Many of Shantaram’s films had title songs such as Geet Gaya Patharon Ne (1964), Jal Bin Machhli Nritya Bin Bijli (1971). The music for Boond Jo Ban Gayee Moti (1967) - which had a title song - was composed by my mother’s brother Satish Bhatia, then working in AIR, Delhi. It featured Manna De and Asha Bhosle.

main_recording-of-ti_062420031651.jpgRecording of the title song of Boond Jo Ban Gayee Moti (1967) composed by Satish Bhatia — the author’s maternal uncle. (Photo: Author)

Sometimes, the title song is a twin or a tandem song sung by two singers, such “Zindagi bhar nahi bhoolegi woh barsaat ki raat”. In this song, Roshan, while using the sarangi and sitar for the Rafi version, kept the stanza almost bare of instrumentation, only focusing on Rafi’s singing genius and not filling in instrumental ornamentation.

Sometimes the title song faces a challenge. If the song is solely situational and does not convey the theme in the audio, then it does not convey the sense of the film effectively, like “Dil To Paagal Hai”. On the airwaves, it appears to be a duet because it involves only two singers. But the song involves four characters in a situation fraught with emotion and taking place simultaneously. Would the song have been better if four singers were singing it? Perhaps not. However, the song, with two singers, makes it more acceptable, never mind that it may not completely and appropriately convey the film’s motif.

The style in which the title song is composed needs to follow the script and characters. Khayyam composed the title song of Kabhie Kabhie (1976) in the traditional style because it involved the love story of an older generation, whereas another love song – “Pyar Kar Liya To Kya” was more modern in its approach because it involved the younger generation.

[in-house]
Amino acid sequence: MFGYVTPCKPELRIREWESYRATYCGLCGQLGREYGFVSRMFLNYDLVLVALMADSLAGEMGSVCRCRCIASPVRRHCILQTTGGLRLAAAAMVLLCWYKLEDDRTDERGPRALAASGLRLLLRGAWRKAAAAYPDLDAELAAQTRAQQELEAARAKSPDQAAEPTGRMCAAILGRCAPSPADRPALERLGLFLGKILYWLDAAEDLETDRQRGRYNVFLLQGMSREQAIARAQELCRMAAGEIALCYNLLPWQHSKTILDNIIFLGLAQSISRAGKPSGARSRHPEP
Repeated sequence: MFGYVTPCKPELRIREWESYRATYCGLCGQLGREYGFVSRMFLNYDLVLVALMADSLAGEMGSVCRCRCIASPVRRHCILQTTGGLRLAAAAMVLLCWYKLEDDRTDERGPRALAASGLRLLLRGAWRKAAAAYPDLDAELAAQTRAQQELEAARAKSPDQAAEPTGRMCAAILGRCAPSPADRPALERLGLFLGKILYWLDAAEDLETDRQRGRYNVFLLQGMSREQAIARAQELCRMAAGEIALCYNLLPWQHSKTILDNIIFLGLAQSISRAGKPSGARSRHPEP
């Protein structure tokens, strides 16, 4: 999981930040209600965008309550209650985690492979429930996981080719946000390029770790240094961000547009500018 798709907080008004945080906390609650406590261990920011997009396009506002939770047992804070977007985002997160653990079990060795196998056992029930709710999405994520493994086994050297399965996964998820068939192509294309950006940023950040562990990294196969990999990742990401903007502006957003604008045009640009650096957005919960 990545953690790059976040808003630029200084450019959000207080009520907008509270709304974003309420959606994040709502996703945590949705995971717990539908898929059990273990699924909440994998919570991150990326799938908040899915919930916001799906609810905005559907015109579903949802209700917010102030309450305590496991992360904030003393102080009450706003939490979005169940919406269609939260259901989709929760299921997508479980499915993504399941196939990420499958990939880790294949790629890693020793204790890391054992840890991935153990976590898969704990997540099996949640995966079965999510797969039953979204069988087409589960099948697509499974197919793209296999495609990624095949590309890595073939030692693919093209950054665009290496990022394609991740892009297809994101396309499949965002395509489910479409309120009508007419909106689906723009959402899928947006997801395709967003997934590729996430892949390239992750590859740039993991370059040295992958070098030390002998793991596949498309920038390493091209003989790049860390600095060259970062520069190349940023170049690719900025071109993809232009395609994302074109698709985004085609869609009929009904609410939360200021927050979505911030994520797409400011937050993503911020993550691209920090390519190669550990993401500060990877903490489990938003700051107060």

Title songs may sometimes be altered for the audio. The Kabhie Kabhie song ends abruptly in the film to convey the ending of Amitabh-Rakhee romance when Rakhee is getting married to Shashi Kapoor. However, in the audio, such a thing would have spoilt a perfectly good song. So the entire song is retained.

Sometimes the title song goes beyond the film to do things its makers could not have possibly imagined. “Kal Ho Na Ho” was used in 2015 by the German Embassy in India, which produced an eight-minute video Lebe Jetzt (‘Kal Ho Naa Ho’ in German). The video features the German Ambassador to India, his wife and Salman Khurshid in the roles played by Shah Rukh Khan, Zinta and Saif Ali Khan respectively.

These days an odd film here and there may have a title song. The reason is probably that the film titles these days do not lend themselves to a title song. Earlier the film titles were rather straightforward. Now with films such as Once Upon A Time in Mumbai (2010), Tanu Weds Manu (2011), Welcome Back (2015), Black (2005), Shamitabh (2015), Ab Tak Chhappan (2004), Kapoor & Sons (2016), Raman Raghav 2.0 (2016) and many such, where the title song makes a rare appearance.

Now, the trend has reversed. Instead of the movie’s title spawning the title song, the song inspires the movie title – Pal Pal Dil Ke Paas (2019), Yeh Jawaani Hai Deewani (2013), Ae Dil Hai Mushkil (2016), Bachna Ae Haseeno (2008), Rab Ne Bana Di Jodi (2008), Mere Yaar Ki Shaadi Hai (2002), Mumbai Se Aaya Mera Dost (2003), Jab Tak Hai Jaan (2012) and others. The role has reversed, and popularity of songs released earlier is being harnessed by filmmakers to name their films after these songs. The son has become the father of the man!

Also read: Why there cannot be another Talat Mahmood

Writer

Ajay Mankotia Ajay Mankotia @ajaymankotia

The writer is an author, former revenue official and a music aficionado.